]. At the end of the intervention period, or when participants dropped out of the RT or NW therapy, a short questionnaire is administered evaluating their satisfaction and experience with the intervention.
Randomisation, blinding and treatment allocation
Randomisation takes place at every location separately. This way, every location will have an equal distribution of participants between the intervention and control group. The SPSS random generator (SPSS version 14.0) [50
] will be used to allocate patients. Ten closed envelopes with allocation numbers are presented to the participants. They choose an envelope, after which the research assistant tells the patients in which arm of the study they are included. Evaluators of the main outcome measure (HRSD) are blinded for group allocation and are trained regularly for inter-rater reliability. All other measures will be evaluated by a research assistant, who is not blinded for group allocation.
The exercise sessions will take place twice a week (40 sessions in total): once a week a supervised group session is offered and once a week the patient does an individual training, with clear instructions beforehand and an evaluation at the beginning of the next supervised session. Each supervised session, in which the trainers are working according to a standardized protocol, lasts one hour, of which 30 min are spent running (RT)/Nordic walking (NW). The remaining time is spent on warming-up and cooling-down. Each patient follows an individualised intervention protocol with a gradually increasing training intensity. The goal is to achieve a 30 min period of continuous running in the last sessions (two times a week 30 min continuous aerobic exercise at least 60% of the maximal heart rate). The NW program follows a comparable progressive schedule with increased time spent Nordic walking with high intensity.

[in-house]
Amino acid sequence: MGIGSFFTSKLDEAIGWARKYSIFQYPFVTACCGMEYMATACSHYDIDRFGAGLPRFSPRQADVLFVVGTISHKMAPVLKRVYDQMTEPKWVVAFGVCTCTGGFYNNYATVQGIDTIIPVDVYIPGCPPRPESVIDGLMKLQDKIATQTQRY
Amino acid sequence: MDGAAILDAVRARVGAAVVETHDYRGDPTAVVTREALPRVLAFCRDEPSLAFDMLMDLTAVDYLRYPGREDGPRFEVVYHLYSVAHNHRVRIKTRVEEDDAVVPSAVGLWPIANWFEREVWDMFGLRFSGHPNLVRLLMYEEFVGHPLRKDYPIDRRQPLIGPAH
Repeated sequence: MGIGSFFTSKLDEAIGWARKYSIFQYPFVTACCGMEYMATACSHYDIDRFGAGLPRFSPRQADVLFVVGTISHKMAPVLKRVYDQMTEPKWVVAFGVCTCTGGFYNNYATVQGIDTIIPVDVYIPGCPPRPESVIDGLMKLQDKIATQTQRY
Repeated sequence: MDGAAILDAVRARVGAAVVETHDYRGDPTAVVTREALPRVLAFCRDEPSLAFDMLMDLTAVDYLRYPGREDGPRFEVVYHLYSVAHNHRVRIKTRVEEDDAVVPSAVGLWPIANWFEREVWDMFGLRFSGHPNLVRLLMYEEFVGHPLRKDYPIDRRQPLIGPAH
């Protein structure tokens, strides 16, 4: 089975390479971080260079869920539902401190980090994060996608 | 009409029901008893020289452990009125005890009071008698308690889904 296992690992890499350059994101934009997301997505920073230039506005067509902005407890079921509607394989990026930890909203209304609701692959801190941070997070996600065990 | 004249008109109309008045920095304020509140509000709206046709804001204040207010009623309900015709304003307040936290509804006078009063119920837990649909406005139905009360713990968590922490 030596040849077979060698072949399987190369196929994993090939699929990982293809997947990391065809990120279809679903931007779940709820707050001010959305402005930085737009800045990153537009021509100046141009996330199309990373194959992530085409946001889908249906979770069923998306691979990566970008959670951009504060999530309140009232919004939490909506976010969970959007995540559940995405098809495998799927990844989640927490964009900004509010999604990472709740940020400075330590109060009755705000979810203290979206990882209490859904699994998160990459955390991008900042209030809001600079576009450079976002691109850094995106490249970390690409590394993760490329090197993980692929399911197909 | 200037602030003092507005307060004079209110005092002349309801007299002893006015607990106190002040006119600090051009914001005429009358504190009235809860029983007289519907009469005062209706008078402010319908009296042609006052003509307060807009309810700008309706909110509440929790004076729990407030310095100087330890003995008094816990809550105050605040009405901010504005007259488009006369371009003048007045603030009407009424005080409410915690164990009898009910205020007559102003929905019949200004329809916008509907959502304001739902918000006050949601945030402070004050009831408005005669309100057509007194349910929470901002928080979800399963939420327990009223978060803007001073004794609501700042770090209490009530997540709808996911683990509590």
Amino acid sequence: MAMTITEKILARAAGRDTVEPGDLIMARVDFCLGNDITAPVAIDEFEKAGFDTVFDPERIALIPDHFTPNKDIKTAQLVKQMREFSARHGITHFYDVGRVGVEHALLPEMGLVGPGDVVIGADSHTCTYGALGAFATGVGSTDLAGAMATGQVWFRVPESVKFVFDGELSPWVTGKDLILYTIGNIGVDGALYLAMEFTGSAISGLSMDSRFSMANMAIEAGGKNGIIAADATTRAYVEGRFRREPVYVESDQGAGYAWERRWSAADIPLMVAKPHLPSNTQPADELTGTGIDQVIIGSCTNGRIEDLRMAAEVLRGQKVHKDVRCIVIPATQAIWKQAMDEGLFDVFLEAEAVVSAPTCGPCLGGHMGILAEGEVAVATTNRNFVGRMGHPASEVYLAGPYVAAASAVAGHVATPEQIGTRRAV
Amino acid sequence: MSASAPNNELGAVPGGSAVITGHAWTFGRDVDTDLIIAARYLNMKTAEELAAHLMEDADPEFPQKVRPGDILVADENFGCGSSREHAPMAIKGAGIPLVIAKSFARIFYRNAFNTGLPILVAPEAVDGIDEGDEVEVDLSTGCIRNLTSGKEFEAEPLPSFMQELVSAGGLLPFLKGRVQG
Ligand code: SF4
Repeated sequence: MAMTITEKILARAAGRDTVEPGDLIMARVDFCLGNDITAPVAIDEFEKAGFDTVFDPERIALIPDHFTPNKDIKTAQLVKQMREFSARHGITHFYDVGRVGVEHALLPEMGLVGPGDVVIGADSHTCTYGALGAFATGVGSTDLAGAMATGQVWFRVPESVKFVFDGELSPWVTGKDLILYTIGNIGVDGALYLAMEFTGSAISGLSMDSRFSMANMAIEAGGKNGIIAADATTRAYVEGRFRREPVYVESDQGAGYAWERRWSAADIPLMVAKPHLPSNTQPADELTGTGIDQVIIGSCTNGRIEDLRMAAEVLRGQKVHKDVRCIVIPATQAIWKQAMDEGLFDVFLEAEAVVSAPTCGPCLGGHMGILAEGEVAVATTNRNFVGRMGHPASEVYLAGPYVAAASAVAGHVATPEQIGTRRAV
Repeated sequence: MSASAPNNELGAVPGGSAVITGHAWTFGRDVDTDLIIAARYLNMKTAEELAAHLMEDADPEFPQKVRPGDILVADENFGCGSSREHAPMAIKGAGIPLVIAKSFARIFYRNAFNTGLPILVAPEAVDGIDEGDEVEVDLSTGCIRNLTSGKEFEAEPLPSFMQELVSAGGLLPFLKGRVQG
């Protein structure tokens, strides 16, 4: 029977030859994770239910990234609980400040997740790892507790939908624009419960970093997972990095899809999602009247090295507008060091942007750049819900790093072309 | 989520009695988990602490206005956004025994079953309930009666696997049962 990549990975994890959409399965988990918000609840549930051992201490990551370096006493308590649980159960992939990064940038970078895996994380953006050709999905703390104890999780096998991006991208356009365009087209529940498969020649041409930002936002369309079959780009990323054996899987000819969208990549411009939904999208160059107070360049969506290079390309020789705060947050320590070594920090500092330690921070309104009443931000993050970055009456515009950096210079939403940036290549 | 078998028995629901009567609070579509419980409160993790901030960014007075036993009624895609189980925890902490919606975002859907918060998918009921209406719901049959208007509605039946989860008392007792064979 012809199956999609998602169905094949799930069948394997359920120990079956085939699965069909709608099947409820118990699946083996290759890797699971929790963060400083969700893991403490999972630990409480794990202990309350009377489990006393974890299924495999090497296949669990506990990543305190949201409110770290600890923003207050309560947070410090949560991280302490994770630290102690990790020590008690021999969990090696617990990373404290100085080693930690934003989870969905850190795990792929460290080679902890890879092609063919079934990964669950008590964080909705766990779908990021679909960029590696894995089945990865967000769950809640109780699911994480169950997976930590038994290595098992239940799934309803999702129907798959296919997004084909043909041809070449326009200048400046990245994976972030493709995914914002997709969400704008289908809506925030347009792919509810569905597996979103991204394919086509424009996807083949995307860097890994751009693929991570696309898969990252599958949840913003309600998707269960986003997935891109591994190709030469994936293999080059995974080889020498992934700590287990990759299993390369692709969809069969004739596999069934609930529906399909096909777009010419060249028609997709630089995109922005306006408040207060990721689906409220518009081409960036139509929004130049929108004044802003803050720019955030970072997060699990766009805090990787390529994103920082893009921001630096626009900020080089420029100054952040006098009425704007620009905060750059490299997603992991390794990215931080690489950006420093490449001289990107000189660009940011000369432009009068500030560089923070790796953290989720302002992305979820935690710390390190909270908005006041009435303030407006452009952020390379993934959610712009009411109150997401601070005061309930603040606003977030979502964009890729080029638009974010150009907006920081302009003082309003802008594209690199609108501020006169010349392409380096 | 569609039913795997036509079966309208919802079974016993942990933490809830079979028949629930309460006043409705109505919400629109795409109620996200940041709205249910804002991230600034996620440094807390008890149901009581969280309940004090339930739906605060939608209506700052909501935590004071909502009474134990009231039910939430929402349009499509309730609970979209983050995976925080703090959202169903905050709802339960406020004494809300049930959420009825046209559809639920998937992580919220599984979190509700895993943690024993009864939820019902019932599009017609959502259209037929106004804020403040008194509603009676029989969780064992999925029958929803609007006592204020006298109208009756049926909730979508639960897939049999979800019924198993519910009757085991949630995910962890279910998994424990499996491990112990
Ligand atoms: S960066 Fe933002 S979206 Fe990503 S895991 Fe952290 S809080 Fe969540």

Intensity in RT as in NW is monitored by the instructor during every supervised session by counting the heart rate and three times during the intervention period by electronic registration (Polar RS 400, Electro Oy, Finland). The control group receives usual care for depression in accordance with the revised Dutch guideline [51
] and are advised to exercise regularly. Hospitalised and day-care patients in the control group are supposed not to participate in organised high intensity aerobic exercise during the intervention period. Only low-intensity activity psycho-motor therapy is allowed.
Compliance and withdrawal
In order to improve compliance during the intervention period, a protocol will be followed concerning missed exercise therapy sessions by participants. This protocol includes: 1) active approach by the exercise instructor in case of no show, and 2) encouragement of other participants to contact each other in case of no show. Participants can withdraw at any time for any reason without any consequences. Also, the investigator can decide to withdraw a participant from the study for urgent medical reasons. Participants who withdraw from the intervention will be asked the reason(s) for drop-out but will be retained in the study for the intention to treat analysis.
Comparability of the intervention and control groups will be examined for the baseline measurements. If necessary, analyses will be adjusted for baseline differences. The primary analysis of the data set will be according to the 'intention to treat' principle. A secondary 'per protocol' analysis will be done taking into account the level of compliance and the amount of exercise during the intervention period. Usual daily physical activity, tobacco smoking and alcohol intake will be treated as confounders.
Differences in remission rates (and other categorical outcomes) between the experimental groups are examined by contingency table Chi-square statistics. Differences in mean scores on continuous outcomes (e.g. HRSD) between the intervention groups are examined by analysis-of-variance.
Ethical principles and safety
The study has been designed and will be carried out in accordance with the principles of the Helsinki Declaration (Edinburgh, Scotland Amendment, October 2000). The study protocol has been approved by the Medical ethical committee for mental health (Metigg Kamer Noord).